Archives for robins

Resourceful Visitors

Categories: Birds and Lens Friends.

Although the calendar says it is spring the days have been chilly, windy, snowy or rainy.   The visitors keep arriving in the garden and are very resourceful at finding something to eat. The robins arrived at the end of January in a large flock that remains for the winter.   At first there were lots in the garden but lately it seems that just one or two of them have picked our garden to remain in.   We’ve had unexpected snow so far and this robin was very resourceful at finding the greenery baskets on the deck railing and
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R for Robins

Categories: Birds.

We always await the return of the robins … a sure sign that spring is on the way.  Spring arrived on March 20, 2014 this year but we all know that the first day of spring isn’t always the first spring day.  We long for the warmth of the sun, the growth in the garden and the chirping of the robins.
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Snapping Those Visitors

Categories: Birds.

Capturing lens friends at the feeders and in the garden is becoming an obsession.  The camera is always set up on the tripod either inside or outside just waiting for that next shot.  Birds are creatures of habit, just like humans, and will feed around the same time each day.  It is also important to listen when in the garden so that you know which birds are approaching.  I have a few spots where I can set up the tripod so that it isn’t totally visible to the bird visitors.  Setting it up ahead of time means you have the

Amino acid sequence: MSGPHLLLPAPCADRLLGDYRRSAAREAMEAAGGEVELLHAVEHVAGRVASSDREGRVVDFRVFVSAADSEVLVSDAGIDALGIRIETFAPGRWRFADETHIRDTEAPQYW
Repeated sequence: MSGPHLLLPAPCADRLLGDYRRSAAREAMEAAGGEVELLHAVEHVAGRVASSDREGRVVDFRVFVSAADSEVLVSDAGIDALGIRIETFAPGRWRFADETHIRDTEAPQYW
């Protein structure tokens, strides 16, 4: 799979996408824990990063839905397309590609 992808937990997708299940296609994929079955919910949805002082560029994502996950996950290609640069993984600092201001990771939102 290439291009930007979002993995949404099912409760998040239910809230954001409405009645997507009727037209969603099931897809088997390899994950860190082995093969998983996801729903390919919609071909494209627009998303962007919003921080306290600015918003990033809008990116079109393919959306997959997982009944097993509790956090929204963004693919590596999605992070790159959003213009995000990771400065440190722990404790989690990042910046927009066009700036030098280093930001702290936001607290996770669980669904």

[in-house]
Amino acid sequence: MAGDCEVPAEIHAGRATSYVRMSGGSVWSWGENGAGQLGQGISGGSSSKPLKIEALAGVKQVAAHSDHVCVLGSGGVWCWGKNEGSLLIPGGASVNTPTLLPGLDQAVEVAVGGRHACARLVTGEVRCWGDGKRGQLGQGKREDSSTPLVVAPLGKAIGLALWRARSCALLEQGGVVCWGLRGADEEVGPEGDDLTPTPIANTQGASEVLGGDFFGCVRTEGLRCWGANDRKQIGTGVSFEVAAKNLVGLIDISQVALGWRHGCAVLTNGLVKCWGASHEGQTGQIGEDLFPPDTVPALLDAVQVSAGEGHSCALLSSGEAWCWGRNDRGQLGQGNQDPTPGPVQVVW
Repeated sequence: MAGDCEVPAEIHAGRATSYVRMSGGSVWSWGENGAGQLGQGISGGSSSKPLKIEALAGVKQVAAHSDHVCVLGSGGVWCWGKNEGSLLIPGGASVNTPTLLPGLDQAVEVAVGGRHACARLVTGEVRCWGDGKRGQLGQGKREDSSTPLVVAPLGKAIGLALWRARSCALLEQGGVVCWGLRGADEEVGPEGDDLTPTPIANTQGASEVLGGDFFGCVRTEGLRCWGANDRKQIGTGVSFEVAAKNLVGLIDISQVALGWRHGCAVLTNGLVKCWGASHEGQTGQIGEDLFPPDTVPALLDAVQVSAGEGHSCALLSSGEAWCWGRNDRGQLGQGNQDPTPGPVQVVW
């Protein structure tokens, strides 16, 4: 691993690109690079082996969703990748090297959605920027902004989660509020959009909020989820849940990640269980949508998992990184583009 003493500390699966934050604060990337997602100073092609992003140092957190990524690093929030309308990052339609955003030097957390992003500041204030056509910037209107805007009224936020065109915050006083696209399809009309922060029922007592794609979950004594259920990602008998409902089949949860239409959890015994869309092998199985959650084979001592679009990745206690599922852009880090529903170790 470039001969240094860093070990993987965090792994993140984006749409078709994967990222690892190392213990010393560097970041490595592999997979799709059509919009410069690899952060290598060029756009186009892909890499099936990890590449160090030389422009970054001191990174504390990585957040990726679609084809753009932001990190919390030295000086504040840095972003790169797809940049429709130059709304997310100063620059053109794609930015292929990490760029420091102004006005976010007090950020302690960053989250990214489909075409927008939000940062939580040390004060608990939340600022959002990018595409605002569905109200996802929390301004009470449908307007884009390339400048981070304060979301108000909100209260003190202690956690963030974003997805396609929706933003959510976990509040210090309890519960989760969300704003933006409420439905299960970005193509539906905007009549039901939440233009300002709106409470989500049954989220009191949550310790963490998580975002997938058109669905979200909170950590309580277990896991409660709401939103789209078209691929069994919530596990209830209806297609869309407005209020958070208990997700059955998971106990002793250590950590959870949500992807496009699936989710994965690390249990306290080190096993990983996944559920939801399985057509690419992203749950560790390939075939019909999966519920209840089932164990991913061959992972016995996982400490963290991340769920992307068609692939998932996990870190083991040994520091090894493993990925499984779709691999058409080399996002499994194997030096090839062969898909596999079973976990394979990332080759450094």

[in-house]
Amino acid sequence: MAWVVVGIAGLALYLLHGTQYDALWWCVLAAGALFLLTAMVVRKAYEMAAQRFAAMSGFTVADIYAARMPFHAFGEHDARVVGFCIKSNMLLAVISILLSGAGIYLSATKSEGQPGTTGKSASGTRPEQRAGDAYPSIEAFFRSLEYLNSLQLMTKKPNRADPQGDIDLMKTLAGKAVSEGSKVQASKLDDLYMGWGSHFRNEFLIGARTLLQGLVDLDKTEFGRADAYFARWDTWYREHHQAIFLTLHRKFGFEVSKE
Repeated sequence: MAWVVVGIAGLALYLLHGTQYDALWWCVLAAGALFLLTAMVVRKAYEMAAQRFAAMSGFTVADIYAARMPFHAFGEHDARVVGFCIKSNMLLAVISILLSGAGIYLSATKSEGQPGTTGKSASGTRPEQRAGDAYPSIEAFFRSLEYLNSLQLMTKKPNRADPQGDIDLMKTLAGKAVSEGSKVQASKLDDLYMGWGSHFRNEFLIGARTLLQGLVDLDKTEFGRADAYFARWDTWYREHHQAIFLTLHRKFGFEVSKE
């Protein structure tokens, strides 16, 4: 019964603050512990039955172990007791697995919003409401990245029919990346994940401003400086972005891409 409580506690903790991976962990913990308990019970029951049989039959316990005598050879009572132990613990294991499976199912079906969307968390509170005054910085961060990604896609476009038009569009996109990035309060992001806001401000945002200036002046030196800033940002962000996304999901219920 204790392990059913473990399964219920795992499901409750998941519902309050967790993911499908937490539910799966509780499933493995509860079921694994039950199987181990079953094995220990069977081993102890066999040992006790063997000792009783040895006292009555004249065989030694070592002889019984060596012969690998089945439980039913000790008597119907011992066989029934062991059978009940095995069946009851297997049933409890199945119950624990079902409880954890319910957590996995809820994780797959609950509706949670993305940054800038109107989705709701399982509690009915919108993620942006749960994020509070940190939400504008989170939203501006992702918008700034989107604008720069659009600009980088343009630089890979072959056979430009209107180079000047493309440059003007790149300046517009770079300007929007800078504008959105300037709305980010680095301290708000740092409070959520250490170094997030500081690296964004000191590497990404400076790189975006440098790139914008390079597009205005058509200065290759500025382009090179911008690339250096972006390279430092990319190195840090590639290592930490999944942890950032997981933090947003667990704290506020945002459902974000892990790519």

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Feed Me, Feed Me!

Categories: Birds.

The robins are nesting once again over the light above the garage door.  This has been a popular nesting spot for several years now.  They will reuse a nest from the previous year after making sure it is up to code and doing a little remodelling, but most likely the nesting instinct takes over and a new one is built. The American Robin is named after the British robin because of its red breast.  But the American and British robins aren’t related.  The American robins belong to the thrush family, in fact the largest thrush in North America.   They
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Cheerful Robins

Categories: Birds.

The robins are extremely busy hopping around the garden looking for worms and grubs and making their nests.  Robins are migratory birds that belong to the thrush family. The American robin (above) is named after the European robin, however they aren’t related.  Their colouring is similar and that is all.  The bird is about 28 cm long and has a black head and tail with grayish wings.  They eat fruits and insects and can frequently be seen eating the sumac plumes. The cheerful robins sit in the trees and sing their morning song, very often they are the first birds
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The Robins Return

Categories: Birds.

We always hear the robins, Turdus migratorius,  before we see them, and that has been happening for a couple of weeks now.  Last week on our walk along the Waterfront Trail we spotted several robins hopping around, but they were a bit too quick to photograph.   We’ve seen them flitting in the garden, in and out of the cedar trees perhaps looking for a good nesting place. Here is robin singing his spring song in the back tree.  This is a migratory bird in our area and always a welcome site after a long winter.  They always seem to arrive
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